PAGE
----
Finley Lappin, deceased, of Seneca, Kan., was one of Nemaha county's first pioneers. He was a native of Jefferson county, Ohio, where he was born Aug. 18, 1804, and the son of Samuel Lappin, who was the son of Paul Lappin, a soldier of the American Revolution. Samuel Lappin was a native of Maryland, whence he removed to Pennsylvania and thence to Ohio, where he met and married Nancy Gary, the daughter of a Revolutionary patriot. The Garys resided in New Jersey at the time of the Revolution, and Nancy often told her children of events that occurred during those troublesome times, when the British soldiers frequently visited the Gary home, and how her mother saved their little store of valuables from those greedy soldiers.
Finley Lappin was the next to the youngest of a family of one daughter and six sons, and was the last of the family to pass to his reward. When about one year old he accompanied his parents to Tuscarawas county, Ohio, where he spent his boyhood and youth and helped to clear up the home farm. In 1837 Finley Lappin decided to obtain a farm of his own, and bought a quarter section of government land at $4 per acre in Sandusky county, Ohio. It consisted of an unbroken forest and soon meeting with a chance to trade it for a partly improved eighty-acre tract in the same county, he removed to the latter tract and ere long had developed a comfortable home.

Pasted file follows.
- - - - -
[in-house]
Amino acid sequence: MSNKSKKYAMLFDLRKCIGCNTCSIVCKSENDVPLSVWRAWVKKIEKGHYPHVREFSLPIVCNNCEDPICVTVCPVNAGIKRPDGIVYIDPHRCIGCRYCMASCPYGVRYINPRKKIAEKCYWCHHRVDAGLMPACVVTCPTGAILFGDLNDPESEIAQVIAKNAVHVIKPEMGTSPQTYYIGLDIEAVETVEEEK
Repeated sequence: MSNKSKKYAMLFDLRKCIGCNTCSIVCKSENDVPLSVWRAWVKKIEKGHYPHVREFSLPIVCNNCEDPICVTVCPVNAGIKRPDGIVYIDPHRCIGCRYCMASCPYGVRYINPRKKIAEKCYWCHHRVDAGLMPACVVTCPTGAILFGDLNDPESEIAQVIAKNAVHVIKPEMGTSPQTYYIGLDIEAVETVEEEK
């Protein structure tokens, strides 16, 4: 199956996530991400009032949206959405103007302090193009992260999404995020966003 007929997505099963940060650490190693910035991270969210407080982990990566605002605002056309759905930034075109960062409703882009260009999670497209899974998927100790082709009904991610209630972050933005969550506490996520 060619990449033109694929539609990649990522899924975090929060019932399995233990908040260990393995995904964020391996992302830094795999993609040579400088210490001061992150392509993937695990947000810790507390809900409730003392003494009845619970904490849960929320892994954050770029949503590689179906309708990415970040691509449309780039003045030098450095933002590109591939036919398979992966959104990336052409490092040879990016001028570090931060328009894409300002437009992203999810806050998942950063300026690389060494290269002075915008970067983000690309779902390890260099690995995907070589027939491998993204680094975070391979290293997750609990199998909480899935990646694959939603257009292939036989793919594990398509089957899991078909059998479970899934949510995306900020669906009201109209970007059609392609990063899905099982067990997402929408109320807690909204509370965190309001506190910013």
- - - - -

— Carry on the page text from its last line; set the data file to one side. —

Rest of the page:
On December 31, 1829, before leaving Tuscarawas county, Mr. Lappin married Miss Margaret Smith, and to them were born seven children, one dying in infancy. The other six were: Samuel, Matilda, Justiana, who married C. G. Scrafford, a well known pioneer of Seneca; Nancy, Amanda, who married John P. Cone, also a pioneer of Seneca; and Harriet. In the spring of 1857 Finley Lappin came to Kansas, whither his son and son-in-law, C. G. Scrafford, had preceded him. After visiting various parts of the northeastern portion of the territory, he came to what is now Seneca, then but lately laid out as a town site, and called Rock Castle. However, the Rock Castle Town Company had been dispossessed by his son, Samuel Lappin, R. U. Torrey and Mr. Ingersoll, and at the suggestion of Finley Lappin the name of the town was changed to Seneca. Mr. Lappin purchased an interest in the new townsite company and having fully decided on making Kansas his future home, he at once returned to Ohio for his family. In the autumn of the same year, 1857, he returned to Seneca with his wife and three daughters, Nancy, Amanda and Harriet. There was then but one building on the town site, a double log house which long continued to stand as a pioneer land-mark, north of Main street, a little west from Duane street. There Mr. Lappin resided for about two years or until he built a more commodious house on the site where the Gilford hotel now stands. For about ten years after locating in Seneca, Mr. Lapp1860 his wife died, and in 1867 his youngest daughter, Harriet, passed away, and as Nancy had returned to Ohio, the only member of the family left to him was Amanda, with whom, after her marriage to John P. Cone, he made his home, spending his old age in rest and quiet. Finley Lappin possessed domestic and social tastes of a rare quality, loved children and was ever ready with a narrative or anecdote of past events. His political bias was strong, and he acted with the Whigs until the Republican party was formed, after which he endorsed its principles and policies without a "scratch." After a long and useful life, Finley Lappin died in Seneca, Kan., in February, 1899, at the advanced age of ninety-five years.Pages 1382-1383 from volume III, part 2 of Kansas: a cyclopedia of state history, embracing events, institutions, industries, counties, cities, towns, prominent persons, etc. ... / with a supplementary volume devoted to selected personal history and reminiscence. Standard Pub. Co. Chicago : 1912. 3 v. in 4. : front., ill., ports.; 28 cm. Vols. I-II edited by Frank W. Blackmar. Transcribed December 2002 by Carolyn Ward. This volume is identified at the Kansas State Historical Society as microfilm LM195. It is a two-part volume 3.
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